Thursday, May 23, 2013

Walking in the in between

For the last few days, I've been in this in-between state, between depression and not depression.  It’s a weird state, an interesting state, and not one I remember spending much time in before.  Everything is suddenly symbolic.  Like the hummingbird that helped to pull me out the door, everything I see takes on meaning.  It feels like a good place from which to create art, and is giving me theories about the link between creativity and depression.  I bet a lot of cool shit was created in this weird in-between state. 

I walk into the kitchen and notice that the compost canister is full.  OK, actually I notice that it was full days ago, and now there is also a mixing bowl next to the compost canister overflowing with banana peels, strawberry leaves, and dead flowers.  I pick up the canister and bowl and think about taking the rotting cast-offs in my soul and trying to turn them into something rich and life-giving. 

I walk outside with the compostables and a light rain is falling.  I have always loved rain, especially spring and summer rain that’s not too intense or stormy.  Actually, I like stormy too.  If it were safe to be outside in a big storm, I would be totally into it.  Being outside in the rain is weirdly a mood booster for me.  For most people, it’s the sun, but I don’t really like the sun that much.  Sure, I’ll take a gorgeous blue sky on a perfect fall day, but there’s just something about rain.  I turn my face up to the rain and think about my tendency towards tears, about how antidepressants made me unable to cry, about how much I truly enjoy being moved to tears by something.  I like to cry.  Not sad cry.  I don’t like to sad cry, but I’m not willing to give up tears of poignancy and beauty in order to get rid of tears of sadness.  I embrace the rain.  Even the storms.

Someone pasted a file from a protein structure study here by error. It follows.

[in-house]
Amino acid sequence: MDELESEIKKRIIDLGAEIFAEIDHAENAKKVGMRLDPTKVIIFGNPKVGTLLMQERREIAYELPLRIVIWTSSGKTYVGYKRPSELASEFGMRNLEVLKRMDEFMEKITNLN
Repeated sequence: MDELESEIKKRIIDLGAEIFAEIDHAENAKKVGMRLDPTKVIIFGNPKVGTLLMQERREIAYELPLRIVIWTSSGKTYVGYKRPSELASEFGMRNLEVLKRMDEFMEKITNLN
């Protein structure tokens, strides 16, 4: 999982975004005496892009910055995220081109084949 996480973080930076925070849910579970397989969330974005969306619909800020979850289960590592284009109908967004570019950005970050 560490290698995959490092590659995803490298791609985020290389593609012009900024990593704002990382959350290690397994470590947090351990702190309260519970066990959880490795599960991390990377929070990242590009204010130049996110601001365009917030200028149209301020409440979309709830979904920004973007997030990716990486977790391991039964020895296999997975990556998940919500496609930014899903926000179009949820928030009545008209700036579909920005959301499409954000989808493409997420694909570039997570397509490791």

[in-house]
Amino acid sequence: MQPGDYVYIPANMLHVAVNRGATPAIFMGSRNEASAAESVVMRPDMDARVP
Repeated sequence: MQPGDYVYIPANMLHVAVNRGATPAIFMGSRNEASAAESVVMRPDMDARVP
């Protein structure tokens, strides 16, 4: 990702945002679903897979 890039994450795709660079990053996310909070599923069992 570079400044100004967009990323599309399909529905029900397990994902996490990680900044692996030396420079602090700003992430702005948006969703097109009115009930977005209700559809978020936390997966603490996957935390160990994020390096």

As I walk back with my empty canister, I notice that the lawn service mowed down my tiny baby fig tree last week.  The fig tree that I planted outside a little bit too late this past fall, that probably froze too soon and went into shock, that had no leaves this spring.  The fig tree that I had given up for dead, but which was still surrounded by a protective ring of rocks and mulch so the kids wouldn’t step on it by accident and the mowers wouldn’t mow it.  [Seriously, mowers, a ring of grapefruit-sized rocks with mulch inside.  Don’t mow cavalierly over that shit.  That dead leafless stick is symbolic of someone’s soul, assholes.]  But here’s what happened.  From the root of the cut-off stick, new leaves had emerged.  Life.